Ecosystems under climate change

The significance of socio-ecological tipping points for the savannahs of Namibia

Climate change is exacerbating water scarcity, especially in the arid regions of the world. Namibia, with its savannah landscapes, is particularly affected. These ecosystems are among the driest regions in the world and are already threatened by climate change and an increasing pressure from land use. Thus, conventional forms of livestock farming are leading to a deterioration of rangelands which is why the savannah ecosystem is approaching tipping points. Together with partners from Germany and Namibia, a current research project at ISOE has been investigating how climatic, ecological and societal factors are accelerating land degradation in arid regions.

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Photo: R. Lütkemeier

In arid countries such as Namibia, farmers have long experienced irregular rainfall and droughts. At the end of May, the country declared a state of emergency due to the persistent drought. Climate change will further exacerbate this development. By the end of the 2070s, temperatures in Namibia are expected to have risen by up to 4.5 degrees Celsius. This will in turn increase the pressure on the ecosystems of the savannah landscapes which are already overexploited due to intensive grazing. For the future this means that the resulting processes of desertification could lead to the ecosystem being tipped over which could subsequently have a serious impact on the current societal system.

Desertification: How ecology and society are connected

Tipping points reveal the stability limits of socio-ecological systems in which another small change in one particular area can lead to a qualitative change in the entire system. Due to their various uses, ecosystems are closely interrelated with society. Ecological tipping points are therefore generally linked to societal tipping points. If, for example, rangeland is lost for cultivation, farmers might feel the need to migrate since their income is decreasing. Therefore, the research project "NamTip: A Namibian perspective on desertification tipping points in the context of climate change" puts a focus on socio-ecological tipping points - i.e. the interaction between ecological and societal changes. The project team is attempting to fill a gap since to date, there are generally very few conceptual approaches and empirical studies on the socio-ecological interconnection in this area.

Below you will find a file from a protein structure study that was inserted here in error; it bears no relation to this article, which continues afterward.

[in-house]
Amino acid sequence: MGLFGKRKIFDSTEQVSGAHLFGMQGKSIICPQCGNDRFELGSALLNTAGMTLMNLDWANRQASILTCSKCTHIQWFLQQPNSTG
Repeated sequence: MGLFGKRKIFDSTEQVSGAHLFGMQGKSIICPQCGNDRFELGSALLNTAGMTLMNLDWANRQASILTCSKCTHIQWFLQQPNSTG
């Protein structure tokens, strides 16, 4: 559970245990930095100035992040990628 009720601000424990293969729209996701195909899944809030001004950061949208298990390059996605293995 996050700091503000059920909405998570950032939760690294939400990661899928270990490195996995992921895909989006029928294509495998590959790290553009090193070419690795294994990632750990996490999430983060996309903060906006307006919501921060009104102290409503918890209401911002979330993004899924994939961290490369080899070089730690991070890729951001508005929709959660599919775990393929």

NamTip project region Waterberg

While research on ecological tipping points is already established, the transfer of the conceptual approach to societal systems is still relatively new. Here, the characteristics of ecological tipping points are also applied to societal tipping points: These are sudden changes in the status of a societal system that are difficult to reverse and are caused by reinforcing feedback loops. As part of developing a concept of socio-ecological tipping points, the research team is investigating on-site in the Waterberg region of Namibia how ecological and social tipping points are interlinked. The aim is to use the Waterberg region as an example to better understand the socio-ecological system of rangeland management in the threatened savannah ecosystem and to develop suitable measures to prevent desertification processes and promote the restoration of pastureland. 

For more about the project please go to:  

Scientific contact:

Dr. Markus Rauchecker
Tel. +49 69 707 6919-46  

Press contact:

Melanie Neugart
Tel. +49 69 707 6919-51